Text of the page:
Hello, Robert! Thanks for your concern. However, I've managed to teach myself other things. I'll see how it goes with cosmetology. :-) You want a diploma go to school, you want an education go to the library. :-) Or since most cosmetology books and dvd's aren't in the library pay and arm and a leg for them online. :-) Anyway, I like experimenting. It's why I bought all the mannequin heads. In fact, it sounds like great fun ruining a bunch of perfectly good mannequin heads! :-) I've always been such a RISK taker, anyway. And it sounds ohhhh, soooo, RISKY!!! Plus, it sounds much more interesting than what most of the people at hairbrained experienced in cosmetology school...
If I do have some problems I can't solve along the way why can't I just pay someone more experienced than me for some private lessons? Maybe one day I could fly out to San Diego and get a face to face lesson with Josh Flowers. Or I could drive up to Chicago and take a lesson from Ivan Zoot, maybe. I think that would be just as good as going to school possibly, better in some ways. :-) And it would sort of be payback as well, since, I've already learned some things from all the free stuff they've both posted on the web.
Or maybe even one day I could email Jason Stanton with a question..... He seems like he's been around the old cosmetology block a time or two. :-)
Sorry, but I have to leave now. I feel compelled to go and break out my copy of The Beatles Sgt. Pepper's album. For some reason, I just can't get the second song from that album out of my head... :-)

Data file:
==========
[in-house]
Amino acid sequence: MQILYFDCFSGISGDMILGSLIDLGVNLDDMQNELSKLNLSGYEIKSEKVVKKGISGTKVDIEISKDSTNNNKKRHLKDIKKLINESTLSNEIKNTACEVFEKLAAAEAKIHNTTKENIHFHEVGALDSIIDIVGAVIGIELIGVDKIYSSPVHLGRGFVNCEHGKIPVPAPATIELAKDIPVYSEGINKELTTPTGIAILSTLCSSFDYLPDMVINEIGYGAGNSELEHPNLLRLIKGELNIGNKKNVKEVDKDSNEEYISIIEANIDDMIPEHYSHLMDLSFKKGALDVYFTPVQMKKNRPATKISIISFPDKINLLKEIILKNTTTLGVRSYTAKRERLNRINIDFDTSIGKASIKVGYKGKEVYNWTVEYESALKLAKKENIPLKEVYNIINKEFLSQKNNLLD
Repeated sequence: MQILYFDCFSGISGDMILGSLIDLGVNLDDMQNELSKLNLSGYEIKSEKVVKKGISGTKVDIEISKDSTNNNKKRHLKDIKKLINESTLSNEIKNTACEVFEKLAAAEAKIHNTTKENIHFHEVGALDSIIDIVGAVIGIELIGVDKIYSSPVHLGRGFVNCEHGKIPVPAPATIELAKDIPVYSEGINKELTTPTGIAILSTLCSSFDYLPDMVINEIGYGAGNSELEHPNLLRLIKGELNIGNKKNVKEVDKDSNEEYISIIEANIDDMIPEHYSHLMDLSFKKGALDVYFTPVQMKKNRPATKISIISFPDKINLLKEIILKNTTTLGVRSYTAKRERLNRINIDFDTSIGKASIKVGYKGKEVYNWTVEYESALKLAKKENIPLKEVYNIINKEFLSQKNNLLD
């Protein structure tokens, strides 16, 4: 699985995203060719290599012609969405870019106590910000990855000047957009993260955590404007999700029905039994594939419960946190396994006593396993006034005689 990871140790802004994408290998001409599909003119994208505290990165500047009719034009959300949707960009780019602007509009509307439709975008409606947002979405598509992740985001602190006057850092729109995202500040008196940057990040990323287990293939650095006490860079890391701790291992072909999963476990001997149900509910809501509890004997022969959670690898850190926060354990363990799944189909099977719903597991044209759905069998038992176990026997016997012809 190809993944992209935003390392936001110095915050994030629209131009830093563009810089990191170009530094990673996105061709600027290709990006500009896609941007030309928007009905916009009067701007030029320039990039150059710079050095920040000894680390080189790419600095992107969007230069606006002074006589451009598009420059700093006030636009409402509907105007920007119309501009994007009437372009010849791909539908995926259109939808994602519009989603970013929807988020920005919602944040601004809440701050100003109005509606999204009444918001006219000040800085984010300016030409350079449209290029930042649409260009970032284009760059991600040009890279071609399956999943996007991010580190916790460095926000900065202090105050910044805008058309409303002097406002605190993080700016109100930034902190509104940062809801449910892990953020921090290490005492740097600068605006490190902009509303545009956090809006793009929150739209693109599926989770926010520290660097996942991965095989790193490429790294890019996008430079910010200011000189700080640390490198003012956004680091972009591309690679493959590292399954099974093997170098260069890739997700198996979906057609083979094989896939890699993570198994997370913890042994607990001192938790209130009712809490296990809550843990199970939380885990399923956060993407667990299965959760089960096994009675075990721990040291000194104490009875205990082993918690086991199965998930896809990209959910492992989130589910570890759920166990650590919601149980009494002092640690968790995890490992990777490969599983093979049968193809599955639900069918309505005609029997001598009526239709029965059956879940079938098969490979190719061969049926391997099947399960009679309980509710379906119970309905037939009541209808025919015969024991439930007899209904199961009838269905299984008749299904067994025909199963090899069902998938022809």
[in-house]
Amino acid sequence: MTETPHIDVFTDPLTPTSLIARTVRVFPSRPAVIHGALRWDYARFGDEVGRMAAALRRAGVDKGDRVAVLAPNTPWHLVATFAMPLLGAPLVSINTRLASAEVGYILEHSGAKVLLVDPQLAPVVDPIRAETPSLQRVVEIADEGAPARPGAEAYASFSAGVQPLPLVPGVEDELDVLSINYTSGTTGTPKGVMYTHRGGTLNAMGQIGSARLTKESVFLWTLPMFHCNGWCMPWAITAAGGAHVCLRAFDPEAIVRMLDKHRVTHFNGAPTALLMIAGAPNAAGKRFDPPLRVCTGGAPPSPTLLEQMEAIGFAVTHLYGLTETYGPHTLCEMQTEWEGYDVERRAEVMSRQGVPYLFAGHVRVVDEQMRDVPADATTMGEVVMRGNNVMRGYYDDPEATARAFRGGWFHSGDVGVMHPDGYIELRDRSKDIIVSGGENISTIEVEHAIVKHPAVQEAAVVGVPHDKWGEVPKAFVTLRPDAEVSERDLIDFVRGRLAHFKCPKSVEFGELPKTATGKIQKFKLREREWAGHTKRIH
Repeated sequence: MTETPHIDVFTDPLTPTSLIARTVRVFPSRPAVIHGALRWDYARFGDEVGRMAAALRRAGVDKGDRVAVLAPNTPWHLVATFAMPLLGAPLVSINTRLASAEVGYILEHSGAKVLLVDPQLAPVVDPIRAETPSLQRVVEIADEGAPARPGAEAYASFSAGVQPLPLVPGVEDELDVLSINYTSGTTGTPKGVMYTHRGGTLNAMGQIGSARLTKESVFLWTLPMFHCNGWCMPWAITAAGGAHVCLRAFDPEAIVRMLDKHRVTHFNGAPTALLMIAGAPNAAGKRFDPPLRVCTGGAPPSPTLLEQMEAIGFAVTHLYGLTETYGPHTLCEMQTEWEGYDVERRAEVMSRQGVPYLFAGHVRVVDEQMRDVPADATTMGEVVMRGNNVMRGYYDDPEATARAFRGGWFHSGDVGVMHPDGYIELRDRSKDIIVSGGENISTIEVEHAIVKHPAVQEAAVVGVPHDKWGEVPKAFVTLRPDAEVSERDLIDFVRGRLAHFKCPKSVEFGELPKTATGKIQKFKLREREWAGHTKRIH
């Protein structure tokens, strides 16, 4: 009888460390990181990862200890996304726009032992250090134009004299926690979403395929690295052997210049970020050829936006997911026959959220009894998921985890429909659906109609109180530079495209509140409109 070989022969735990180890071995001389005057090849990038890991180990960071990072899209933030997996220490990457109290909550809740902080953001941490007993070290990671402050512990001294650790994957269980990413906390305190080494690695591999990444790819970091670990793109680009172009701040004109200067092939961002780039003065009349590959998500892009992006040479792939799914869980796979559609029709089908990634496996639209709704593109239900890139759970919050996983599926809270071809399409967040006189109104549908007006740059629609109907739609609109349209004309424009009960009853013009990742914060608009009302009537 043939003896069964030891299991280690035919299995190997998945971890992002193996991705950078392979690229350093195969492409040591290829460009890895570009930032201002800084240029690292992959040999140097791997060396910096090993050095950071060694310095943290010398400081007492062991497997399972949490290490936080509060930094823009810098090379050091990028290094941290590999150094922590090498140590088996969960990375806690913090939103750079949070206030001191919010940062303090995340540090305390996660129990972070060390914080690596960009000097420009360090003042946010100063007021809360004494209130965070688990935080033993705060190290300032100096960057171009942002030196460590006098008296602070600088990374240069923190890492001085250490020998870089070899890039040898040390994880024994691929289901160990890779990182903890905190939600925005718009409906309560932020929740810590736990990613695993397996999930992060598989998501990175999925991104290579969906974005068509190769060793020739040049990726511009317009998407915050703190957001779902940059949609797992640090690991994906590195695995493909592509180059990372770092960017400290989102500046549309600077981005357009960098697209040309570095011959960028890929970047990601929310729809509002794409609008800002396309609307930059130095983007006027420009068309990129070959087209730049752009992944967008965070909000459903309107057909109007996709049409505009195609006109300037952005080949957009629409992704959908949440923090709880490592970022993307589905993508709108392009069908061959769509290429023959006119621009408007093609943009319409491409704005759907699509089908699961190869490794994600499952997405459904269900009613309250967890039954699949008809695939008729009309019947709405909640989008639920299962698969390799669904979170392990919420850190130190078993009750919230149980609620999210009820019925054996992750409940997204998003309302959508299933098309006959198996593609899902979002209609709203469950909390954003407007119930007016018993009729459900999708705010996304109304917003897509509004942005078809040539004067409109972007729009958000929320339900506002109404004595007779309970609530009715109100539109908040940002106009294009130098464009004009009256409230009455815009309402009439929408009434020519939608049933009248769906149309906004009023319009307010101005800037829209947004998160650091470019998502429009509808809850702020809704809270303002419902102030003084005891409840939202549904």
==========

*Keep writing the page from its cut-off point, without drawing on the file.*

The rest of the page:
If you want to come to Chicago and take a class with us www.sinequanonsalons.com our classes are less than $200, we only use live models and no more than 6 people in the hands on classes!
I didn't go to cosmetology school, I did an apprenticeship.I now have 20 years experience and never stopped seeking out education through classes and DVD's. I have learned so much from watching Sassoon and Saco and Mahogony videos but I do agree that there is nothing like the experience of working with a seasoned educator. Sometimes you don't know what you don't know. Your body position or a little twist of the fingers that only someone else can point out can make a world of difference.
I have so much respect for your ambition and enthusiasm! I love training the new stylists at my salon because of their fresh eye and eagerness to learn. Keeps me on my game! The exchange of my expertise and their excitement is very rewarding. Try and find some classes or mentor with a stylist you respect. It will only enhance what you have worked so hard to learn thus far! And better than most schools by the way.
Thanks, Stevie! Cool post. :-) I'll keep you in mind. I've lived about 10 years in Chicago at different times. I still go up there often. I may have to take you up on the offer sometime. Thanks again, great post!
My initial thoughts at the moment, doesnt seem like it would be all that bad. The thing is, now it is going to leave it up to salons to really weed through applications/interview when hiring new stylists.